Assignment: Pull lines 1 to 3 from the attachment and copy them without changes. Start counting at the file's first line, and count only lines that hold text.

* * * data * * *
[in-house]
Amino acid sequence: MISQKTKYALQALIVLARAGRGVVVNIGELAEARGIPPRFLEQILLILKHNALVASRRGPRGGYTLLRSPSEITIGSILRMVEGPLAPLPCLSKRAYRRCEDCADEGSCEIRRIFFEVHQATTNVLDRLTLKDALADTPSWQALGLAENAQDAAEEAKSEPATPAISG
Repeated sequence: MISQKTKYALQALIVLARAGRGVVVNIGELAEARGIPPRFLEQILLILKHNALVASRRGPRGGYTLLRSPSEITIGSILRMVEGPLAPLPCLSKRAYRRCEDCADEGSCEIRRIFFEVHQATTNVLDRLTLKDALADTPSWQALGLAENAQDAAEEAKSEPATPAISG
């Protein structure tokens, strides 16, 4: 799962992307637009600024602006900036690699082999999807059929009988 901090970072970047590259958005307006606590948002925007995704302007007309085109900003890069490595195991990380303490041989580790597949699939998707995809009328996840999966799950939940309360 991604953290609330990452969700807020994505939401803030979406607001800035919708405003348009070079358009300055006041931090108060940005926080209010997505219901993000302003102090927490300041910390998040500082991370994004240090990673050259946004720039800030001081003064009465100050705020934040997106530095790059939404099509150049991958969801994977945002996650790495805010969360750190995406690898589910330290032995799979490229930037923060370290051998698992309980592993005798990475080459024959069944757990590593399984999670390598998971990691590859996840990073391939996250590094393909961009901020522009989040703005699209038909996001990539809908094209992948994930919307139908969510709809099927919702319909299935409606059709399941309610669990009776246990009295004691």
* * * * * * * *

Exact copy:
[in-house]
Amino acid sequence: MISQKTKYALQALIVLARAGRGVVVNIGELAEARGIPPRFLEQILLILKHNALVASRRGPRGGYTLLRSPSEITIGSILRMVEGPLAPLPCLSKRAYRRCEDCADEGSCEIRRIFFEVHQATTNVLDRLTLKDALADTPSWQALGLAENAQDAAEEAKSEPATPAISG
Repeated sequence: MISQKTKYALQALIVLARAGRGVVVNIGELAEARGIPPRFLEQILLILKHNALVASRRGPRGGYTLLRSPSEITIGSILRMVEGPLAPLPCLSKRAYRRCEDCADEGSCEIRRIFFEVHQATTNVLDRLTLKDALADTPSWQALGLAENAQDAAEEAKSEPATPAISG